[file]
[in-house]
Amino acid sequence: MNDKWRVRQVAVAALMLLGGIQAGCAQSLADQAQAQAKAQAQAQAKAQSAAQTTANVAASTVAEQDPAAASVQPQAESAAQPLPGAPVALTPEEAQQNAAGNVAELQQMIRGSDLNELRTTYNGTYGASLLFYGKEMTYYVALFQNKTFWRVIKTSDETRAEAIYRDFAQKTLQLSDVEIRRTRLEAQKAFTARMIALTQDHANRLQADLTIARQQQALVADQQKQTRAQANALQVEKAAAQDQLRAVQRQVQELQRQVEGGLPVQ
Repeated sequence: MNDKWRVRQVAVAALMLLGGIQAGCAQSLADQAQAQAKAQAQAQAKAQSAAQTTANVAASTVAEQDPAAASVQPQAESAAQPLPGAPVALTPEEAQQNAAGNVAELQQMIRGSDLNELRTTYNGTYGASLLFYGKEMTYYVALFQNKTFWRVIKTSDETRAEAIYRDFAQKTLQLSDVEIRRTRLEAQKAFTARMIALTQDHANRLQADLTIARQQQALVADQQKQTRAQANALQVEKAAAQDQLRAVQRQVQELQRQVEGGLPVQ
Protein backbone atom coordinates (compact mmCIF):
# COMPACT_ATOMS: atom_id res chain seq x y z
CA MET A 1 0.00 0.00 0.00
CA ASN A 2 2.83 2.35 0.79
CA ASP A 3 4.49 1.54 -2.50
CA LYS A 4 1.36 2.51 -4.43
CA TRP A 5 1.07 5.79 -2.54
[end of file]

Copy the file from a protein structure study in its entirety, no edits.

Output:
[in-house]
Amino acid sequence: MNDKWRVRQVAVAALMLLGGIQAGCAQSLADQAQAQAKAQAQAQAKAQSAAQTTANVAASTVAEQDPAAASVQPQAESAAQPLPGAPVALTPEEAQQNAAGNVAELQQMIRGSDLNELRTTYNGTYGASLLFYGKEMTYYVALFQNKTFWRVIKTSDETRAEAIYRDFAQKTLQLSDVEIRRTRLEAQKAFTARMIALTQDHANRLQADLTIARQQQALVADQQKQTRAQANALQVEKAAAQDQLRAVQRQVQELQRQVEGGLPVQ
Repeated sequence: MNDKWRVRQVAVAALMLLGGIQAGCAQSLADQAQAQAKAQAQAQAKAQSAAQTTANVAASTVAEQDPAAASVQPQAESAAQPLPGAPVALTPEEAQQNAAGNVAELQQMIRGSDLNELRTTYNGTYGASLLFYGKEMTYYVALFQNKTFWRVIKTSDETRAEAIYRDFAQKTLQLSDVEIRRTRLEAQKAFTARMIALTQDHANRLQADLTIARQQQALVADQQKQTRAQANALQVEKAAAQDQLRAVQRQVQELQRQVEGGLPVQ
Protein backbone atom coordinates (compact mmCIF):
# COMPACT_ATOMS: atom_id res chain seq x y z
CA MET A 1 0.00 0.00 0.00
CA ASN A 2 2.83 2.35 0.79
CA ASP A 3 4.49 1.54 -2.50
CA LYS A 4 1.36 2.51 -4.43
CA TRP A 5 1.07 5.79 -2.54